Antipsychotics Suppress OCD Symptoms
NEW YORK (Reuters Health) — People suffering with obsessive-compulsive disorder (OCD) who do not respond adequately to antidepressant therapy may benefit from the addition of an antipsychotic agent, results of a study hint.
While antidepressants are commonly used to treat OCD, approximately half of patients do not respond to these drugs when used alone, study investigators explain in a report in the Journal of Clinical Psychiatry
Dr. Xiaohua Li, from the University of Alabama at Birmingham, and associates tested whether adding an antipsychotic might help these non-responders.
They had 12 patients with severe OCD on “stable-dose” antidepressant therapy add risperidone (1 milligram daily), haloperidol (2 milligrams daily) or placebo for 2 weeks each in a crossover fashion, with a 2-week placebo washout period between treatments.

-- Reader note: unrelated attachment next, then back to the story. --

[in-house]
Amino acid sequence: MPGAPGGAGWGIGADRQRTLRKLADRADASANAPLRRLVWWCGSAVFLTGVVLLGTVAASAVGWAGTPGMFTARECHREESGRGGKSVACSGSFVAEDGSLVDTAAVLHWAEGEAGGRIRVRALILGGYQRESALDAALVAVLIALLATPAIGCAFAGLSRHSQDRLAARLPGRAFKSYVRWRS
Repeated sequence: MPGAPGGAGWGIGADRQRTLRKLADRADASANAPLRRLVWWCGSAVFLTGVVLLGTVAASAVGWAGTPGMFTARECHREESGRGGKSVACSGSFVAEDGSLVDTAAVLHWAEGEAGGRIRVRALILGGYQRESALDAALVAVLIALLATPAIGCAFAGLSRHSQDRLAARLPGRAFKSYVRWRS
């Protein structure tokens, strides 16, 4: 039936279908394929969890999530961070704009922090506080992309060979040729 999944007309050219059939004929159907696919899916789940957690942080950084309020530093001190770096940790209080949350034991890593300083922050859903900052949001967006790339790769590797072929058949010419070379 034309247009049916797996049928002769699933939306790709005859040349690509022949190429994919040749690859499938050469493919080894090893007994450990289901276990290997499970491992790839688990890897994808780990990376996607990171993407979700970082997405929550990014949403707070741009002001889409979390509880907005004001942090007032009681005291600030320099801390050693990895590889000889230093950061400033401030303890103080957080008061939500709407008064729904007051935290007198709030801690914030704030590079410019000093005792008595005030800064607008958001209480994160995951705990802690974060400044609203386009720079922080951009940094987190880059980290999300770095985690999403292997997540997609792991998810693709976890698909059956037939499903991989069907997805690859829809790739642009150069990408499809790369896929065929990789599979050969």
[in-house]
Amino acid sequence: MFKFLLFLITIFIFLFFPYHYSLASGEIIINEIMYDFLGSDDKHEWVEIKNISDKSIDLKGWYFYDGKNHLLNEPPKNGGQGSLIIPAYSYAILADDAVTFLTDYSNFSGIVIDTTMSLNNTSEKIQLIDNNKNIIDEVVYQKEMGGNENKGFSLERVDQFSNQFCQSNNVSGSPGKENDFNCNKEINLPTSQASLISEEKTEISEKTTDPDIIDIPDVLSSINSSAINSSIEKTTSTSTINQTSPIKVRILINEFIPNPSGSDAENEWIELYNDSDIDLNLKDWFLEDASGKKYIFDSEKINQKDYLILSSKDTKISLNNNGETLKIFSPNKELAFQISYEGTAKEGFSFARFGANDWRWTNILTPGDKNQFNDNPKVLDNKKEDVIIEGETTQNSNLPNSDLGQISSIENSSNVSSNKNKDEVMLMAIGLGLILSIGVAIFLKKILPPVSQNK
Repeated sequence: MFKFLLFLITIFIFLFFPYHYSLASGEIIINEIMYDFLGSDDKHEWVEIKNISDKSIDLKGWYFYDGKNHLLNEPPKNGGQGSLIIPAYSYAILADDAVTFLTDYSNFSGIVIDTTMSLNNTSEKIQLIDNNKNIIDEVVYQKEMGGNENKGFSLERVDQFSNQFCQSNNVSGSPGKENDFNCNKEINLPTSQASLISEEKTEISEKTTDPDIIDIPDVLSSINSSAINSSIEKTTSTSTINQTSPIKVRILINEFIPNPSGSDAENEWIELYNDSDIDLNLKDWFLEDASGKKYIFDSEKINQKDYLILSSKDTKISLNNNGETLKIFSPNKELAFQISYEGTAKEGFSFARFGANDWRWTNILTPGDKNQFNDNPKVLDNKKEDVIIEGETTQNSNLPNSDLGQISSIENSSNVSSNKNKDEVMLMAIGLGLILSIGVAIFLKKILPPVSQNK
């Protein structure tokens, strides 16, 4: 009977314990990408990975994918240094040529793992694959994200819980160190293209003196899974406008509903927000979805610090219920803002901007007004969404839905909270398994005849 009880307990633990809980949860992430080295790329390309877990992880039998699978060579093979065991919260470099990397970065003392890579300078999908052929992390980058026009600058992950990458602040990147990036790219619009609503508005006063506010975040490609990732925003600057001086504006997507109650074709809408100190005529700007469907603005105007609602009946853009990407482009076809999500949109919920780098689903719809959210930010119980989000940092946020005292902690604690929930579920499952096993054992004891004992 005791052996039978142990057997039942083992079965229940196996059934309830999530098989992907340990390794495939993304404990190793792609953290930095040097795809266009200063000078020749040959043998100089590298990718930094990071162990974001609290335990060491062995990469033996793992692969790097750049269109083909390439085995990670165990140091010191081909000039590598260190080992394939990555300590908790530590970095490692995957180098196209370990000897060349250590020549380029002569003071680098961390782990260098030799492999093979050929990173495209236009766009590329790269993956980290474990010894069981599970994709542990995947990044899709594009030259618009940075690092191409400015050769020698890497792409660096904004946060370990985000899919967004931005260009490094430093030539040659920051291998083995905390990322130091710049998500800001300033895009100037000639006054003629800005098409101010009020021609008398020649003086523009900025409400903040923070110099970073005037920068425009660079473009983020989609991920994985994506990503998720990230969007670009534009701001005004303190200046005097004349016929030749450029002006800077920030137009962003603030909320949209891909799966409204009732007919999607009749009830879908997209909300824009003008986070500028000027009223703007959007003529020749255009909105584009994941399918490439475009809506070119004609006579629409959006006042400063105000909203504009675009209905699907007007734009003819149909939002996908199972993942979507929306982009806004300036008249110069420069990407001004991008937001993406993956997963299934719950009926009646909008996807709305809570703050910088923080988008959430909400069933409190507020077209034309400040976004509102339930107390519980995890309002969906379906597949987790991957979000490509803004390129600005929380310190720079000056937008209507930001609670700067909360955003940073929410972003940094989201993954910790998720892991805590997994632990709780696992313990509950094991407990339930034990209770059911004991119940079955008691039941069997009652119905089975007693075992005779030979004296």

Li and colleagues report that both antipsychotics led to a rapid and significant reduction in OCD behavior compared with placebo.
Considering that the patients had severe lingering OCD symptoms during antidepressant treatment only, “a significant reduction in obsession within 2 weeks of treatment initiation with each drug is notable,” the authors comment.
Both drugs also significantly reduced anxiety among the patients and risperidone, but not haloperidol, also improved depressed mood and enhanced overall well-being, the authors report.
Five subjects discontinued haloperidol before the 2-week phase was complete due to side effects such as lethargy (sluggishness) or dystonia (prolonged, repetitive muscle contractions), whereas all of the participants completed the risperidone phase.
This study, say the authors, suggests that adding an antipsychotic to an antidepressant may be of benefit in OCD patients who do not respond to antidepressant therapy alone.
SOURCE: Journal of Clinical Psychiatry June 2005.